Carol: Hi there and welcome back!

    Yeah, it's actually something I've been battling with ever since high school. I used to write wonderful essays, only to find when I was finished, I would be missing one key paragraph that ties everything together.

    The software is something that I've reluctantly decided to get. I've just started using it, so there's gonna be a long learning curve while I try to get comfortable writing my stories with it.

  4. A story idea just popped into my head last night, when we were watching PBS and they had a little ad about "leaving a legacy." Some new software billionaire young couple decides to leave everything to a college or PBS station...and an overly ambitious CEO has them bumped off. Just a thought.

  5. Shouldn't writers really be called rewriters? Glad you caught the timeline error.

    I've used Dragon Naturally Speak for years (since the nerve damage in my hand) and once you train that Dragon, it works really well. I've been really pleased with it - just watch out when someone walks into the room and starts talking to you - the results are hilarious!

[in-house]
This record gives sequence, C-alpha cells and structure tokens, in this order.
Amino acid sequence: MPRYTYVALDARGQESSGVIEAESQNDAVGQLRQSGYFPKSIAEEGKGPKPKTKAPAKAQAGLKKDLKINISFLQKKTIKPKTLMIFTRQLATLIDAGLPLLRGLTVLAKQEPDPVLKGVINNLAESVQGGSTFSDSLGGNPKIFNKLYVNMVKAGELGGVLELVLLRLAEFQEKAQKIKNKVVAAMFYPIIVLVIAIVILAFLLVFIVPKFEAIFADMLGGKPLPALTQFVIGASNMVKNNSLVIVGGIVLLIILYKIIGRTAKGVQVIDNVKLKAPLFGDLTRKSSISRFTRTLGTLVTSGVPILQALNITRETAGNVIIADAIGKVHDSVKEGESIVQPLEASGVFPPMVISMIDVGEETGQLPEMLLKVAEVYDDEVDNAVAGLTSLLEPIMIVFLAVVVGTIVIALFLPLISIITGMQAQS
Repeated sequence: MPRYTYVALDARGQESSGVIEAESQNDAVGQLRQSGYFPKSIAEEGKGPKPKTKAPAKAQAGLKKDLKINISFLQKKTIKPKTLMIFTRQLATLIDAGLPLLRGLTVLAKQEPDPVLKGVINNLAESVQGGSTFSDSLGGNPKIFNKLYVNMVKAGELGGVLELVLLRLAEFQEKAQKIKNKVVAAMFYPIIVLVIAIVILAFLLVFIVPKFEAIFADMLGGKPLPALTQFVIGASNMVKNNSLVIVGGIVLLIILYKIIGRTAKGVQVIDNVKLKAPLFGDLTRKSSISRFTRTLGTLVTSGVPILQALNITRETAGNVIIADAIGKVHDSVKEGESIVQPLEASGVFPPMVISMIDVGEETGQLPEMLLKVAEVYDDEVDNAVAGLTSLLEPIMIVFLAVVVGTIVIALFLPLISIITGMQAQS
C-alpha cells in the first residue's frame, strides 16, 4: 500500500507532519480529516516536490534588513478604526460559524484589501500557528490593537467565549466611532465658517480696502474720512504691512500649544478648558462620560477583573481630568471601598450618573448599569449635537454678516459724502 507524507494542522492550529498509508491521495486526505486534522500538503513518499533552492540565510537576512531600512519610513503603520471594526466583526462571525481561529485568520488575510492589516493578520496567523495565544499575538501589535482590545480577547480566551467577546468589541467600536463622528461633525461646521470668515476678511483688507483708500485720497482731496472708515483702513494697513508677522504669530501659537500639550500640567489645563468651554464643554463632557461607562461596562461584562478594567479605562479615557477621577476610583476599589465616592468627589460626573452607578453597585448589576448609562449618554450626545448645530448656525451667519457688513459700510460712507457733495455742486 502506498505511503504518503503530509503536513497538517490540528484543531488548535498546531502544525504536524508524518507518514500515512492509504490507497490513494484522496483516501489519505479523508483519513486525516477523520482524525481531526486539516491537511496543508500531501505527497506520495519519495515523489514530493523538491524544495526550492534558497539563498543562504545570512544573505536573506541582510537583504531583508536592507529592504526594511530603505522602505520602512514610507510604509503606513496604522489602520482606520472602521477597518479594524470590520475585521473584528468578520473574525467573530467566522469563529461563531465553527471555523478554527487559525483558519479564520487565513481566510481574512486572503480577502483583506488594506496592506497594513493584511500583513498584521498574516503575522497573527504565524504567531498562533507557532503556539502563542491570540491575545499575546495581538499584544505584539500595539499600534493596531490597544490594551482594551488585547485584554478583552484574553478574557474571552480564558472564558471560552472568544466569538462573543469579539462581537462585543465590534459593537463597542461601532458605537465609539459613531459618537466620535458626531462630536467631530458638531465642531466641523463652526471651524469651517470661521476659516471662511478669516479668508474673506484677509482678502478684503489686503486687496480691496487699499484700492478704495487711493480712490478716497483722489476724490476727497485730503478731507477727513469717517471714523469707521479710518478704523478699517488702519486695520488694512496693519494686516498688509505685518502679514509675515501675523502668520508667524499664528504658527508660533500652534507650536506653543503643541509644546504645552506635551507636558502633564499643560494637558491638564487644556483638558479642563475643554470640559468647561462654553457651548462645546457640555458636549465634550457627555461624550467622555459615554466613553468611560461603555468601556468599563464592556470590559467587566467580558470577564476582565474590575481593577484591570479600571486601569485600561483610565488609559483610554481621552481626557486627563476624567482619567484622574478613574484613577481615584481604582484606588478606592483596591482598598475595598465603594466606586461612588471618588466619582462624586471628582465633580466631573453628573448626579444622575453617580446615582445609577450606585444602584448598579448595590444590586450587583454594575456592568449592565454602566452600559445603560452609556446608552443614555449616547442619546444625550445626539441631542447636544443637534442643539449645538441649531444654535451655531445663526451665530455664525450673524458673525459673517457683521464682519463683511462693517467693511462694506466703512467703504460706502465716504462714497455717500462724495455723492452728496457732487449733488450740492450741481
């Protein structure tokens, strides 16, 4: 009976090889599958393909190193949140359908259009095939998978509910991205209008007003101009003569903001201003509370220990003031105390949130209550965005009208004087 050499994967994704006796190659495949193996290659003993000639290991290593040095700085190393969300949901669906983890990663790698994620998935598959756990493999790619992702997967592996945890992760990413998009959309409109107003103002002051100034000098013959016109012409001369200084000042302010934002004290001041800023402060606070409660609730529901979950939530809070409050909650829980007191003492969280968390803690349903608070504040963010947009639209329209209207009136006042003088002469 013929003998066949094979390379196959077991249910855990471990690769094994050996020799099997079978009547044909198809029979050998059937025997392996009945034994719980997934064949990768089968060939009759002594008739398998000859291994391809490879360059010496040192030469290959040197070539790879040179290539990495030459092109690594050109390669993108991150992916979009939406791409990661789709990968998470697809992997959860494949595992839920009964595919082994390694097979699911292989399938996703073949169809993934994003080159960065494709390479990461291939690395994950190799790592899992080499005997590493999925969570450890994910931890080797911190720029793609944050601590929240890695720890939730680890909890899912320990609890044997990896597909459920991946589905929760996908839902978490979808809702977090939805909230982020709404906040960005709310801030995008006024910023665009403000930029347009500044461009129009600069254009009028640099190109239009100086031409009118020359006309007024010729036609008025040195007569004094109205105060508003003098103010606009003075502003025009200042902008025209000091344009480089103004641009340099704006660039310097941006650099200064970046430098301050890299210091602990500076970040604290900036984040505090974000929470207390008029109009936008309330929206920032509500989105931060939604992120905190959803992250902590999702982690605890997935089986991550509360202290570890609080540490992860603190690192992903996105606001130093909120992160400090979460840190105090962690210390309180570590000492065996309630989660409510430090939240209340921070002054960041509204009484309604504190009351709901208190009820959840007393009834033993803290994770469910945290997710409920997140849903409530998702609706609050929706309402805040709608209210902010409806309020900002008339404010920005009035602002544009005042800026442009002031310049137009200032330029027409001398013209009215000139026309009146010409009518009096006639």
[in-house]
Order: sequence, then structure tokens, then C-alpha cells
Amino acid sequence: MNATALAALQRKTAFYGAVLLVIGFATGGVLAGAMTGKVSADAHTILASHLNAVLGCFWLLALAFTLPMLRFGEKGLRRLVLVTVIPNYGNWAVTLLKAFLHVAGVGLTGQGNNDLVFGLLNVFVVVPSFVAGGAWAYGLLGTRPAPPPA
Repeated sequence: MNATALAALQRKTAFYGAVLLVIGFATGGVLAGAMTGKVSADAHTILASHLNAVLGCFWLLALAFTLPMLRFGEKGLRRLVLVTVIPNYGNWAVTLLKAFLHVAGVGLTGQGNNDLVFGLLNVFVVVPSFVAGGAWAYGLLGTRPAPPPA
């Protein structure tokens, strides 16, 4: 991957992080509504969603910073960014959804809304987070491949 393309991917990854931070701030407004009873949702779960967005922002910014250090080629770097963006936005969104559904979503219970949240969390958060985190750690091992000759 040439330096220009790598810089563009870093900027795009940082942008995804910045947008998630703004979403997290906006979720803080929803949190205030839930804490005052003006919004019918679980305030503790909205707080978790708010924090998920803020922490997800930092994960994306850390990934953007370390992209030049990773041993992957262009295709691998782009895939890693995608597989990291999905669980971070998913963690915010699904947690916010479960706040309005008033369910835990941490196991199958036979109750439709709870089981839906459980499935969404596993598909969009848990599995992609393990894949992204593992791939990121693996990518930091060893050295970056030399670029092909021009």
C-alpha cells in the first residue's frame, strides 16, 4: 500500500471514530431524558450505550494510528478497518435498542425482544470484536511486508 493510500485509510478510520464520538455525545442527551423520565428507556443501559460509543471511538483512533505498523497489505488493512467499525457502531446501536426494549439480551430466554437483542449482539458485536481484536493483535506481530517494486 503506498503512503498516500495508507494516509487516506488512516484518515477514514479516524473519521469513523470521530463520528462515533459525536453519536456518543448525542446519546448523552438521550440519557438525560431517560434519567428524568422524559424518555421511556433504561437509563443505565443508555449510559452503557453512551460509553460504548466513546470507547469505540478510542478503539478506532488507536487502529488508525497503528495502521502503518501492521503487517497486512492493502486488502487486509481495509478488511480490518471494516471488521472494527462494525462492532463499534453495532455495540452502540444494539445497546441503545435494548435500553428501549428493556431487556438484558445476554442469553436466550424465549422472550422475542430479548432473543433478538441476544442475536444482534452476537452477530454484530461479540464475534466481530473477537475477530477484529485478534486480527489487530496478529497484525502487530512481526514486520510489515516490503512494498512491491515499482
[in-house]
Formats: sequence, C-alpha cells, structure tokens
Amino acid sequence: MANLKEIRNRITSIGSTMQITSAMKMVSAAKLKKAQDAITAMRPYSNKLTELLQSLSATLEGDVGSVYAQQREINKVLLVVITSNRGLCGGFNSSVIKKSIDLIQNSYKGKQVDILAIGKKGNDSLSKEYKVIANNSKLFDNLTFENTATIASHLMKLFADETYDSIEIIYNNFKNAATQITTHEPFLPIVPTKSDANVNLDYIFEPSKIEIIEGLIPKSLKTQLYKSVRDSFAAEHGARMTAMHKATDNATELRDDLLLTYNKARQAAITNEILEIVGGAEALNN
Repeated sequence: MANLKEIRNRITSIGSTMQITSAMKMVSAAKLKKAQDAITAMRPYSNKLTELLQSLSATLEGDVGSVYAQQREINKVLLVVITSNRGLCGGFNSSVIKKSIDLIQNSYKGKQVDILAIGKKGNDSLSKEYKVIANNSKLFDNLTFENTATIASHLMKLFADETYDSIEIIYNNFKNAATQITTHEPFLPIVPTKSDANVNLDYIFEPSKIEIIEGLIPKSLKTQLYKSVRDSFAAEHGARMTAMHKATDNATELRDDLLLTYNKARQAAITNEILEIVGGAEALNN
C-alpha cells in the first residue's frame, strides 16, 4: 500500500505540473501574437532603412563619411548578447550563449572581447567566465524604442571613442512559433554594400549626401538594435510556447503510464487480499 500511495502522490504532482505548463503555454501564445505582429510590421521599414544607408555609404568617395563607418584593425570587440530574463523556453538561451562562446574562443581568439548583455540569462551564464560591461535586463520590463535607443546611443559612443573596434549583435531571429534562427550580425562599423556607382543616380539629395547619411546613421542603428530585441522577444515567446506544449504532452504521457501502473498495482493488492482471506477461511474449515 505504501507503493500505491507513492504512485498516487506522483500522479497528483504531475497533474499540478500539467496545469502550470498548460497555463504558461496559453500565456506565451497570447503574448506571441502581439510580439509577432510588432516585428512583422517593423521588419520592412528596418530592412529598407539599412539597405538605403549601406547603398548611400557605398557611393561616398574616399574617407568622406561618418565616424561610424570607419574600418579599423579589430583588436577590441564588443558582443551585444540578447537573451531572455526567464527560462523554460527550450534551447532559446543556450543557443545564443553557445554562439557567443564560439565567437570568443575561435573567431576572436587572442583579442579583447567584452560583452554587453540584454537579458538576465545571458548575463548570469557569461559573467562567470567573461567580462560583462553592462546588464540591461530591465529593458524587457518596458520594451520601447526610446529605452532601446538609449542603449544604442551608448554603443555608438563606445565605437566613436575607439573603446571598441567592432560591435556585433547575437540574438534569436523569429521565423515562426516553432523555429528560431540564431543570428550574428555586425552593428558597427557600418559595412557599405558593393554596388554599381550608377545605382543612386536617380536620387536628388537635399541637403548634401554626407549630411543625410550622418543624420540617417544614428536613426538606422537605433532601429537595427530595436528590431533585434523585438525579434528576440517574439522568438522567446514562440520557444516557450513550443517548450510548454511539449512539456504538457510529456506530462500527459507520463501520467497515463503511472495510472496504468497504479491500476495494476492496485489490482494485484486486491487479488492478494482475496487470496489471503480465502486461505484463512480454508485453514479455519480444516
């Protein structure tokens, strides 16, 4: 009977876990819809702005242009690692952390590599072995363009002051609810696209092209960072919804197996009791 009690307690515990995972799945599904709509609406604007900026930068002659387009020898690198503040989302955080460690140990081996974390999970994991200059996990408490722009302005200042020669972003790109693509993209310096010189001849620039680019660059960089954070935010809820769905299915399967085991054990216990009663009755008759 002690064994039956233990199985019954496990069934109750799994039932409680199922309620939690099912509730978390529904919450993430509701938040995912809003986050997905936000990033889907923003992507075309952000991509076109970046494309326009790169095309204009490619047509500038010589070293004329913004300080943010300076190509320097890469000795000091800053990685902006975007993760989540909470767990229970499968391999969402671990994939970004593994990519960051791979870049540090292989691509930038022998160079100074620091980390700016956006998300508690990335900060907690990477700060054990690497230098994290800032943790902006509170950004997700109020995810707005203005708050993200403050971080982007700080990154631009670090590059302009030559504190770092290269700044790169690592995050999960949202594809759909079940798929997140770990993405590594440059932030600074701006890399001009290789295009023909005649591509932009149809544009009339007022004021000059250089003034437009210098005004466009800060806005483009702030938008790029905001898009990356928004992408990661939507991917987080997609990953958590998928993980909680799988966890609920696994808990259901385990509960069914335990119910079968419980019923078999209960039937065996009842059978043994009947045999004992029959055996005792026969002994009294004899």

6. I've had a similar problem with my book, only I'd unknowingly switched both genres and characters. And the worst part was that it was only 3000 words...

  7. Sorry you had to waste so much time with glitches! How frustrating! Oh well, "Plans were made to be broken..."
    Organization of the stories chronology is kinda important tho- At least the time wasn't wasted.
    Just not as productive as it could be, not a tragedy.

    Good luck with the magical dragon! Bet you have to really articulate- (what does it do to a Boston accent?)

  8. R.K.: Interesting thought....never really made my writing go into that particular direction, but its something worth exploring.

    Talon: Excellent idea!

    On a serious note, I am glad I caught it now, as opposed to when I had the thing completely finished (I figure I got another 10,000 words or so to go).

    It kind of became a necessary evil to get the software. In order to at least be somewhat of a functioning unit at work, I needed something that would negate the hand fatigue at nighttime. Between work and home, I'm on a computer about 14 hours per.

    Right now, I'm using it to create blog posts and to do a rewrite of a story for a contest. The hard part is going to be writing something original while using it.